Select Committee on Constitution Minutes of Evidence

Annex A


  My experience of the rail privatisation process started on 18 January 1993 when Roger Salmon, Franchising Director designate, and I moved into the ninth floor of Number 2 Marsham Street, acting as special advisor to John McGregor MP, Secretary of State for Transport.

  The Railways Bill was highly controversial and took the best part of the year to go through both Houses before gaining Royal Assent; there were many amendments, some technical but others involving serious points of substance, including guarantees of control over fares and of protection for special groups.

  I saw my role as advising on the "public interest" aspects of the future regulatory matrix, that combination of licence obligations and access agreements which would form the legal basis on which the track authority and the train operating companies engaged in the business of running a national railway network. But control over the management of the Bill and the establishment of the "matrix" rested with Government.

  The rail regulator's statutory powers came into effect in April 1994 by which time the "matrix" had been established for shadow running of the railway, still under the ownership of British Railways but with responsibility for privatisation resting with the Government.

  The process of privatising the passenger train operators was not completed until April 1997, a month before the general Election, but Railtrack had been privatised in 1996 and the ROSCO's well before that. Thus by the time the Labour government was returned to power no railway assets remained in the public sector and very few powers of control remained for the Government—the franchises then running on seven years or more contracts settled by the Franchising Director.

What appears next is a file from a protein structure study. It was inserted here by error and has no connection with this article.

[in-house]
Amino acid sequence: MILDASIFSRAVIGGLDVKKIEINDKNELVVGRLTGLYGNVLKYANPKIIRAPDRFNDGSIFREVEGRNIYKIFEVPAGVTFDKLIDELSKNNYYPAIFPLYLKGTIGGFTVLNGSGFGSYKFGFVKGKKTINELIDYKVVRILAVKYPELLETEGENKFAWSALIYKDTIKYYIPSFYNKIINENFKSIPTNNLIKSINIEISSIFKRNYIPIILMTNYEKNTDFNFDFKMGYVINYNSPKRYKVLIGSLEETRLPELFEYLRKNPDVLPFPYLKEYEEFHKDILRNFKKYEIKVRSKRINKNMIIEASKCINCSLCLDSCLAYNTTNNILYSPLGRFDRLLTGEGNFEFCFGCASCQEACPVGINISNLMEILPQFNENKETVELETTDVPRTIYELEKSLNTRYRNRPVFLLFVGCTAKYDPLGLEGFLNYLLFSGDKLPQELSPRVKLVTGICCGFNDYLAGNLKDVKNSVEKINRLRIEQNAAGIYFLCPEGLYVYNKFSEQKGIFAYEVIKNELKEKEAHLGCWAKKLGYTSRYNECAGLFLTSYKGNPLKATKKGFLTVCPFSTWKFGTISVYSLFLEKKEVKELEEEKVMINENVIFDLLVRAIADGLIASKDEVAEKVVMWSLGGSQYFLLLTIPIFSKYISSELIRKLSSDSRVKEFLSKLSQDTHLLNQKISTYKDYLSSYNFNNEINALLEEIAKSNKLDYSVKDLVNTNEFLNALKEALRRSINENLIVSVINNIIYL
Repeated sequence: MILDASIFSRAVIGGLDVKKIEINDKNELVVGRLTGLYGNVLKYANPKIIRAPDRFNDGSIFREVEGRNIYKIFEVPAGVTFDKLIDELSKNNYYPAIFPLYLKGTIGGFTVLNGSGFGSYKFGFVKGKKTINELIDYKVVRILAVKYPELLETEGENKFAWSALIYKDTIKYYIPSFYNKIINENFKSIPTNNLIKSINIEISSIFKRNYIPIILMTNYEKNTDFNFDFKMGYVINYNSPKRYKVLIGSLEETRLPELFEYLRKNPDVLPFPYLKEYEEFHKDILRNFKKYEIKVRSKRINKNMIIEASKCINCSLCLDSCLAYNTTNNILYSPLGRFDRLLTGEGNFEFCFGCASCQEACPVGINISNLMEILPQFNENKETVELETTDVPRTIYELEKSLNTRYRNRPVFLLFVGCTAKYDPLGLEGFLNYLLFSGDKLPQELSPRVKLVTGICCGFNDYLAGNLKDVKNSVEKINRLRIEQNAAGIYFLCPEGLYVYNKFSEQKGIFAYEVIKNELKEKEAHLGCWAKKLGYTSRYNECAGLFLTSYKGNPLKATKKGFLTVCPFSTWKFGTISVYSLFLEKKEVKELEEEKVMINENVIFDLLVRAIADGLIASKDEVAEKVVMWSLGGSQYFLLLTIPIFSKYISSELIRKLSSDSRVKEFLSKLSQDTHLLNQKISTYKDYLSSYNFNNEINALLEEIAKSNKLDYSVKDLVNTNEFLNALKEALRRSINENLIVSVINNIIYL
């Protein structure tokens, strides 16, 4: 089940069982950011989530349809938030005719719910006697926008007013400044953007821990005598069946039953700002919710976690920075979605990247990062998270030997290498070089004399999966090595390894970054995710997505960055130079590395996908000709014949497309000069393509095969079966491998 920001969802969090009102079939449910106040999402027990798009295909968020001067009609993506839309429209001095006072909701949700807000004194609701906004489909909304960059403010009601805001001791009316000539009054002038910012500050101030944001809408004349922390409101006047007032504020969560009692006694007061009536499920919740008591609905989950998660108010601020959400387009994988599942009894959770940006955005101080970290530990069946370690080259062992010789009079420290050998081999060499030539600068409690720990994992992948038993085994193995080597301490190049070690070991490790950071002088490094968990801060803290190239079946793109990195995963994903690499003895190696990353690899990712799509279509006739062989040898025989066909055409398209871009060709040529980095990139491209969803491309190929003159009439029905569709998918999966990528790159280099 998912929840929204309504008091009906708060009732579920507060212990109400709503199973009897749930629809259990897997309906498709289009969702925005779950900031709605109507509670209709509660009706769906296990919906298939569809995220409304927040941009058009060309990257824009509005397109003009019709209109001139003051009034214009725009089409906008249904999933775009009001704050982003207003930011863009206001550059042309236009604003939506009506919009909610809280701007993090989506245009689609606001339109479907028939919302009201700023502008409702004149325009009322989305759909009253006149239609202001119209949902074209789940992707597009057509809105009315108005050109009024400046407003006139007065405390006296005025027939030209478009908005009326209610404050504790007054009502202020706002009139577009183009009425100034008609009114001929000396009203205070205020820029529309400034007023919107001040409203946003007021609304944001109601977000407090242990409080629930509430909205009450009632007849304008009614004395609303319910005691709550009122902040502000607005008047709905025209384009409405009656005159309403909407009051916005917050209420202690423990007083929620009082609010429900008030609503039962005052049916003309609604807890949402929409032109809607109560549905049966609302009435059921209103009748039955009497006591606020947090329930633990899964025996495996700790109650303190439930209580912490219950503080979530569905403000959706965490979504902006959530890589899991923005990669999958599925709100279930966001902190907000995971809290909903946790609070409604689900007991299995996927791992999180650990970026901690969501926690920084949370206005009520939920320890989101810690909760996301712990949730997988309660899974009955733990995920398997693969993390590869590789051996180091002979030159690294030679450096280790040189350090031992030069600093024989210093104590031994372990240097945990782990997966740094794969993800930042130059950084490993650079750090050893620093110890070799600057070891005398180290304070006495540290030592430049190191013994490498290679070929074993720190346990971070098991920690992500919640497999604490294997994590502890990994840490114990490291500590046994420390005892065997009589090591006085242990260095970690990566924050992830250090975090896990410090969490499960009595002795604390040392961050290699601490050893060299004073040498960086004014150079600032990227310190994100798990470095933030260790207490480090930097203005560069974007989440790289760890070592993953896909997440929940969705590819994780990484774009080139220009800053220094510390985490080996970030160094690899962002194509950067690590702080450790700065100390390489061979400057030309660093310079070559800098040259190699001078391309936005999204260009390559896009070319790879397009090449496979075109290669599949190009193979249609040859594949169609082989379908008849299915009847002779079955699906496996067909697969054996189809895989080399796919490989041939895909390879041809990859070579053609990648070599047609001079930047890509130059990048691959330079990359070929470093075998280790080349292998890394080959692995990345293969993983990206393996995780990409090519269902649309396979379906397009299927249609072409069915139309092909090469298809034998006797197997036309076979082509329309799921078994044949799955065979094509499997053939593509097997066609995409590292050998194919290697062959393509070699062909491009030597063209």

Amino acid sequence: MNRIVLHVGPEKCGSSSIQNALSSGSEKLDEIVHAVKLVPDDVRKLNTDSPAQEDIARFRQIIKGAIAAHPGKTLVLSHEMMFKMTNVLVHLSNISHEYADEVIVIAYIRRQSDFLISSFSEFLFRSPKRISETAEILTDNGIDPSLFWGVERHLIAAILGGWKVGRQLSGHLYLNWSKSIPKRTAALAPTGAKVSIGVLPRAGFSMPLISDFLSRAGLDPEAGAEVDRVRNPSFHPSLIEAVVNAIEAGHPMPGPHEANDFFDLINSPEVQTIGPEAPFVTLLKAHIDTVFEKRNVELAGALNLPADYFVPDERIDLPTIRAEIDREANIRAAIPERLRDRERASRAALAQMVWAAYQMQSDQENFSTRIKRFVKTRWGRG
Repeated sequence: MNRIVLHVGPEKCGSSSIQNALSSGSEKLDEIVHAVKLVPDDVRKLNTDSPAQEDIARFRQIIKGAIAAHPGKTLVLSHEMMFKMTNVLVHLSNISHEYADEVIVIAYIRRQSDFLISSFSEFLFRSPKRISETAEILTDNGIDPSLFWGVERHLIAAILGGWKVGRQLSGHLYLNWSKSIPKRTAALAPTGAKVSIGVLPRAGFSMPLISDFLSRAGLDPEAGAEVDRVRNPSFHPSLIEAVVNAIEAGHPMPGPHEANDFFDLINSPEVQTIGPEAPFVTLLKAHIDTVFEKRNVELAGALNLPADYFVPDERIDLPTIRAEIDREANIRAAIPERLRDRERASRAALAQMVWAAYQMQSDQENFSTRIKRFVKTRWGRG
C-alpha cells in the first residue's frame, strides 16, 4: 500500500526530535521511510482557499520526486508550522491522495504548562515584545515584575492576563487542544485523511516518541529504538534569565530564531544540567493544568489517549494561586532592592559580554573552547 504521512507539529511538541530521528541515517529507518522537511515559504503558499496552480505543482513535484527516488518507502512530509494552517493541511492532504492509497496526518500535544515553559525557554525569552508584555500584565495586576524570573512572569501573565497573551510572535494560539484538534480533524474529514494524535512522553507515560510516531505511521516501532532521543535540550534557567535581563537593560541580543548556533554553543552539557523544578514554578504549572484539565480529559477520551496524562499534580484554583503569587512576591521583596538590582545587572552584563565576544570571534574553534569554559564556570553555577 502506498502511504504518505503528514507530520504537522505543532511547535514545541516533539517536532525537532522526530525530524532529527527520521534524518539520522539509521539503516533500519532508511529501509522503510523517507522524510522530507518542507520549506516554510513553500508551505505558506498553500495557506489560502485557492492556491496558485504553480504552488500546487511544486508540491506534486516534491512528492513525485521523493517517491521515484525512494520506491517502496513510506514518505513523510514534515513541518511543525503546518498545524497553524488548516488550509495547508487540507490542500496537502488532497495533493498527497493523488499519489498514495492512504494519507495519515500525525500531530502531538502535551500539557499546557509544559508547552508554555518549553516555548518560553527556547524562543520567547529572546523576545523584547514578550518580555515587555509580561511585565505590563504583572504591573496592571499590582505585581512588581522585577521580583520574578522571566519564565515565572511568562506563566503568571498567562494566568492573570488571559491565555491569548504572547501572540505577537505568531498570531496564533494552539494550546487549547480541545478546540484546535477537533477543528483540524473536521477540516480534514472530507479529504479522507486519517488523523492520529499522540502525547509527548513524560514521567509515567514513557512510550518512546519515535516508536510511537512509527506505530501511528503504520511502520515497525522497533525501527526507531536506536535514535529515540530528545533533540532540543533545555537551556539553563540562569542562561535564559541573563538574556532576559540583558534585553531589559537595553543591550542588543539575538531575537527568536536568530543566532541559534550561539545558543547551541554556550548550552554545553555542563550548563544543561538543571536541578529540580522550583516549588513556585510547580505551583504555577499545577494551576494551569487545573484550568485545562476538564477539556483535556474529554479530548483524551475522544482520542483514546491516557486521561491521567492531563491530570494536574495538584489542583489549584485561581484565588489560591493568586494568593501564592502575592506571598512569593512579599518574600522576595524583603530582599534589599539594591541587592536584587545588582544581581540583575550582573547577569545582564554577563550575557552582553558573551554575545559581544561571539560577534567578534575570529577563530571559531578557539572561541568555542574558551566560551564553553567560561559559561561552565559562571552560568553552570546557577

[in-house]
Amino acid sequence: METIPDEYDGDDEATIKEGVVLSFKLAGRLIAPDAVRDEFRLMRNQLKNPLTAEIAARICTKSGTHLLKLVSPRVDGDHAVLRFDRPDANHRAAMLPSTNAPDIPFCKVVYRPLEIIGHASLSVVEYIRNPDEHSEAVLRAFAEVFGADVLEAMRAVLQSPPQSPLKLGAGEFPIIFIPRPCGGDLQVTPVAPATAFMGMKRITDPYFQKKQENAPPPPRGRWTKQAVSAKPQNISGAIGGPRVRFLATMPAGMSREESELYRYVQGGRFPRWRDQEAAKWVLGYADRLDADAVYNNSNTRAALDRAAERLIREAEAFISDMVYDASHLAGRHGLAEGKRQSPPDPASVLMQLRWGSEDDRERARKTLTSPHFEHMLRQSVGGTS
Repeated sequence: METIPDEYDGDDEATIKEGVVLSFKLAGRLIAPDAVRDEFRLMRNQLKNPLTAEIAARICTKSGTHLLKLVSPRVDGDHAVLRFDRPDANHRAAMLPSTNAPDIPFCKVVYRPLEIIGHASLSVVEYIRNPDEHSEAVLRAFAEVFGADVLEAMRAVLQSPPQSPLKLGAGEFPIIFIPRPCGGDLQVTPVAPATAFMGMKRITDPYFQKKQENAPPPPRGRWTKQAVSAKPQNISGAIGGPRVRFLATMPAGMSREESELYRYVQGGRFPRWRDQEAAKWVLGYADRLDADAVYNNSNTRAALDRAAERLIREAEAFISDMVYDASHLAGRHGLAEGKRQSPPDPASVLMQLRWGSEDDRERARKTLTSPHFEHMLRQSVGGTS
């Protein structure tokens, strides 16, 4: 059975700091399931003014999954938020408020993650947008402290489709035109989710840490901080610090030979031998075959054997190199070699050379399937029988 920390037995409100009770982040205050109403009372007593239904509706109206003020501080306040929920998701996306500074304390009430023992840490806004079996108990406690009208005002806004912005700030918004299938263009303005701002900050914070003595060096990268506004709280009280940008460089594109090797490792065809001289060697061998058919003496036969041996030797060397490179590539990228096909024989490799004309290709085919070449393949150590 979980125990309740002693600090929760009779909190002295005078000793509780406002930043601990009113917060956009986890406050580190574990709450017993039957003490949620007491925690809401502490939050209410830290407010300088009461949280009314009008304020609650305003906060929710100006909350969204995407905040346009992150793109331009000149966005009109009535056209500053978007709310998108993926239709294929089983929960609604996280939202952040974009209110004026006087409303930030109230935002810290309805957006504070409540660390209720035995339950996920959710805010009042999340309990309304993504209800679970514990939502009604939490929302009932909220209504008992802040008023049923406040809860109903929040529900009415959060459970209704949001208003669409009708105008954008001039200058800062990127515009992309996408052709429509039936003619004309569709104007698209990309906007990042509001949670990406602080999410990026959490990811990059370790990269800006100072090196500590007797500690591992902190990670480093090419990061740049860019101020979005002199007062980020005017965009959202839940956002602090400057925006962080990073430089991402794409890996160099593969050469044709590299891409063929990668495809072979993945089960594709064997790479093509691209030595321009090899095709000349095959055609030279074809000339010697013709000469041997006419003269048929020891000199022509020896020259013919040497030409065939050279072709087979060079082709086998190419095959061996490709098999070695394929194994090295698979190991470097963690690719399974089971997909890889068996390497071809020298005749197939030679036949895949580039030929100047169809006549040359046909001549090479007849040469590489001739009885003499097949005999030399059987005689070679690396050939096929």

Our aim from the period 1994-98 was to seek to ensure that the matrix contained sufficient incentives and obligations on the industry to take forward improvements in the management of the assets transferred and to keep up pressure for improvements. Privatisation was simply a means to an end: the employment of access to the capital markets and to "new thinking" to make substantial improvements to the railway network for the benefit of passengers and freight users.

  During that period we set charge controls for Railtrack, for the first time allowing the company to look ahead and plan for a six year period without annual recourse to the Treasury for funds: once Railtrack had been privatised it was no longer subject to the External Financing Limit and could access the capital markets to fund the necessary programme for modernisation of its assets. When Railtrack appeared unresponsive to demands from its users for funding we changed their licence so as to make them more obviously accountable than under the terms of their existing license. We also introduced and applied Key Performance Indicators and obtained legally binding agreements from Railtrack in lieu of penalties. We were also actively engaged in seeking to improve the performance of the train operating companies over and above their minimum franchise obligations.

  Our activities were recorded in the five Annual Reports made to the Secretary of State. In 1997 and 1998 it was clear that the Secretary of State was seeking new legislation to change the basis of the institutional control over the railways and to introduce a Strategic Rail Authority, which would acquire many of the functions of the Rail Regulator including those of passenger protection. That was not introduced until the Transport Act 2000 but provision had been made for shadow running under the Chairmanship of Sir Alastair Morton in 1999.

  My term of office closed at the end of my five year contract at 30 November 1998.

John Swift QC

18 February 2003

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